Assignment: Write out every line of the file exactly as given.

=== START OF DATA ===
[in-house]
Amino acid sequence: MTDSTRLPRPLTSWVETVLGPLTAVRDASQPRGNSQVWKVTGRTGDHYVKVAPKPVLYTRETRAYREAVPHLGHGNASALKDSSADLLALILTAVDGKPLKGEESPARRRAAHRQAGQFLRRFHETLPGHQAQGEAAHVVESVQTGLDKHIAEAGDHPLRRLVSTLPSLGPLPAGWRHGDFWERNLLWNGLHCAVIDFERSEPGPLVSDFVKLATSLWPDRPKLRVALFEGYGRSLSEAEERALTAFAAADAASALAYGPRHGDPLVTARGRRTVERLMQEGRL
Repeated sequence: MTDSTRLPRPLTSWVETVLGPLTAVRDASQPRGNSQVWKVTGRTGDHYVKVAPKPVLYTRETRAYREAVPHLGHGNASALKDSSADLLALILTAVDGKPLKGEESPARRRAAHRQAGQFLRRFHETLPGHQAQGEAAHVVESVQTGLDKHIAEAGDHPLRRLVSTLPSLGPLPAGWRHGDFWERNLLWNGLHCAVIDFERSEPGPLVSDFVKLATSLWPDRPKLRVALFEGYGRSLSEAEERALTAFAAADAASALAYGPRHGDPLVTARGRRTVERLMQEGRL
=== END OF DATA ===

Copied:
[in-house]
Amino acid sequence: MTDSTRLPRPLTSWVETVLGPLTAVRDASQPRGNSQVWKVTGRTGDHYVKVAPKPVLYTRETRAYREAVPHLGHGNASALKDSSADLLALILTAVDGKPLKGEESPARRRAAHRQAGQFLRRFHETLPGHQAQGEAAHVVESVQTGLDKHIAEAGDHPLRRLVSTLPSLGPLPAGWRHGDFWERNLLWNGLHCAVIDFERSEPGPLVSDFVKLATSLWPDRPKLRVALFEGYGRSLSEAEERALTAFAAADAASALAYGPRHGDPLVTARGRRTVERLMQEGRL
Repeated sequence: MTDSTRLPRPLTSWVETVLGPLTAVRDASQPRGNSQVWKVTGRTGDHYVKVAPKPVLYTRETRAYREAVPHLGHGNASALKDSSADLLALILTAVDGKPLKGEESPARRRAAHRQAGQFLRRFHETLPGHQAQGEAAHVVESVQTGLDKHIAEAGDHPLRRLVSTLPSLGPLPAGWRHGDFWERNLLWNGLHCAVIDFERSEPGPLVSDFVKLATSLWPDRPKLRVALFEGYGRSLSEAEERALTAFAAADAASALAYGPRHGDPLVTARGRRTVERLMQEGRL